Combine scents. Some scents will go great together. My favorite is to mix Apple with Sugar Cookie. It smells like apple crisp. Experiment, and you may find a wonderful scent.

Tip 4.
Decorative glass candle holders. During the holiday season we like to dress our table up a little. Try putting some berries or nuts in a couple of wine glasses and then putting a Tea Light in the center of the nuts or berries. These will create a nice center piece or table decoration.

Tip 5.
Color is a great way to mix it up. Having several color pillar candles of different heights will add eye candy. For the Fall seasons try using browns reds and yellows. Just think of fall leaves.

Tip 6.
Use candles as Art. Candles are being used more frequently as a art design. For example you could place a colored square of paper or glass on the fireplace mantel. Then you would put some pillars of different sizes in front of the square. Depending on the colors you choose. The candles will look as though they are framed and highlighted. Colors can really bring out the fireplace and candles.

Lucky Dog reels ’em in after first year in business

Jon Totzke had an ulterior motive in mind when he decided to start selling his own hand-made fishing lures.
“I figured this was an excuse to do more fishing,” Totzke said, with a chuckle. “I mean, you have to test them out, right. I’d tell my wife, ‘Honey, I have go do research.’ You can’t just throw them out there and say they work.”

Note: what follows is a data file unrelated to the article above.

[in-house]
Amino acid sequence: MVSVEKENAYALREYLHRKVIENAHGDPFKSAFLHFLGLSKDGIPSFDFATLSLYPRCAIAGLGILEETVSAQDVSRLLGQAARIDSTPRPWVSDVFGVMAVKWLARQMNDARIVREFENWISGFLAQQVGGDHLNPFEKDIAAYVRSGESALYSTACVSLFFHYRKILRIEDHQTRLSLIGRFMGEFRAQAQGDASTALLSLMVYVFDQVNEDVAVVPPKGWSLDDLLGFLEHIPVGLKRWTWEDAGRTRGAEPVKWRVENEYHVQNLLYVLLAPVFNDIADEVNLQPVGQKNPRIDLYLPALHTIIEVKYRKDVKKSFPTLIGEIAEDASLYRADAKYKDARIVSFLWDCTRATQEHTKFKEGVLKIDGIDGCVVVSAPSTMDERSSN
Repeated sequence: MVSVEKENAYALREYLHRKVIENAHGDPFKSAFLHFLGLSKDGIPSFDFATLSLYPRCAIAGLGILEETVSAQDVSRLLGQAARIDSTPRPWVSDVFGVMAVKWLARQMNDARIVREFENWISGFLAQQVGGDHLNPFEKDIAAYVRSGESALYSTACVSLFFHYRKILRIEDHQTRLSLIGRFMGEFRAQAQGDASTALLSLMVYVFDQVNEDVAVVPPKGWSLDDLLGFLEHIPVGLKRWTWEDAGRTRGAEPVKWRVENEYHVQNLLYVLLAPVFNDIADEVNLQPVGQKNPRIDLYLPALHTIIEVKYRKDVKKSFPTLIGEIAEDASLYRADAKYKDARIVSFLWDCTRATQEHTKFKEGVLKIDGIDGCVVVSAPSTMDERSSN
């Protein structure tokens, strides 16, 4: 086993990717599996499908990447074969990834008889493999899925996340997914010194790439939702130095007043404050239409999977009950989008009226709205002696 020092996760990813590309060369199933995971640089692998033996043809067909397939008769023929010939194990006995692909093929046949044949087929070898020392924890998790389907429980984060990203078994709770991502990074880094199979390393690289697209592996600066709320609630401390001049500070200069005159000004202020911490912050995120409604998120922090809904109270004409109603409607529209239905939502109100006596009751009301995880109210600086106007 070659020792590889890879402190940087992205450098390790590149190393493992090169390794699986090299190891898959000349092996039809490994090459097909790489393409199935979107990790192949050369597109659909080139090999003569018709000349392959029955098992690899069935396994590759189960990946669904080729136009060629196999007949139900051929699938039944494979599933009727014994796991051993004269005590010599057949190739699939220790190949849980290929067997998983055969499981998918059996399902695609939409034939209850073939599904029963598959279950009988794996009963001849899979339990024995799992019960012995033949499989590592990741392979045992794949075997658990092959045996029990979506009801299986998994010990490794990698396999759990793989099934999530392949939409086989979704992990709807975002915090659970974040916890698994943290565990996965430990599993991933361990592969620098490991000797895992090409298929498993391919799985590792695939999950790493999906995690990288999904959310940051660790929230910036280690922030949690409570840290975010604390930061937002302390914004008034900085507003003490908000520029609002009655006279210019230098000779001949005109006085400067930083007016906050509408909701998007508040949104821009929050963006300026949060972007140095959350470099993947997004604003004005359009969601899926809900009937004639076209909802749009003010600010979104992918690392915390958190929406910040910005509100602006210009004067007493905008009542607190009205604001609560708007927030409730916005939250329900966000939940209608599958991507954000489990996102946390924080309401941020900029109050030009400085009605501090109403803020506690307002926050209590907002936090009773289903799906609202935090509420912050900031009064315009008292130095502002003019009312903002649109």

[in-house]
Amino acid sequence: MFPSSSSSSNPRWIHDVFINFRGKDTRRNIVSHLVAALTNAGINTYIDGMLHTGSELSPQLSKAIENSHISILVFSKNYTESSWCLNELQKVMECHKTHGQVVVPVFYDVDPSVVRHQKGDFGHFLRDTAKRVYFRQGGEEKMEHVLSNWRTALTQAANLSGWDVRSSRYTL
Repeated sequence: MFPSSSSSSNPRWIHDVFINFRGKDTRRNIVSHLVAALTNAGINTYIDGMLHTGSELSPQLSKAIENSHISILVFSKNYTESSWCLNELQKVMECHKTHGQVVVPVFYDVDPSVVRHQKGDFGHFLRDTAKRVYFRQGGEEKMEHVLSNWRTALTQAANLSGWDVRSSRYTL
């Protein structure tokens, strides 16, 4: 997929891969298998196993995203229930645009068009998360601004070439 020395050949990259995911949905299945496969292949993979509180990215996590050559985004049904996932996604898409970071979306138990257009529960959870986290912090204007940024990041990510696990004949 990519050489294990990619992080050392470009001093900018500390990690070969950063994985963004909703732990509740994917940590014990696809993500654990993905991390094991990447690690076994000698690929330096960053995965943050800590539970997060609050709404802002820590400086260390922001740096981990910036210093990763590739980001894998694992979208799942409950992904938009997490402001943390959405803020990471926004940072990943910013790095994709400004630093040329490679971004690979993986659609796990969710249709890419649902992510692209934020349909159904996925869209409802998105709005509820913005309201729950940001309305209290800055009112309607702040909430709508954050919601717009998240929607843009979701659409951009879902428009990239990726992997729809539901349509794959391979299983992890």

But they do seem to work, and that’s why Lucky Dog Lures has grown faster and become a much bigger deal than Jon and his wife, co-owner Anne Marie Totzke, anticipated.

Jon and Anne Marie Totzke manufacture and sell a variety of handmade fishing lures at Lucky Dog Lures in Readfield. The couple has operated the business for the past year and it is growing quickly.

The couple manufactures the lures and operates the business out of their Readfield home. Lucky Dog Lures sells eight styles and 37 color combinations of beaded fishing lures with various blades. The Totzkes operate on both a wholesale and retail basis, and their lures can be found in 15 fishing stores across Wisconsin. They hope to sell the lures nationwide eventually and penetrate the Canadian market.
Jon, who also is a painting contractor, started the business about a year ago with the idea that it would provide an income during the winter months when the painting industry wanes.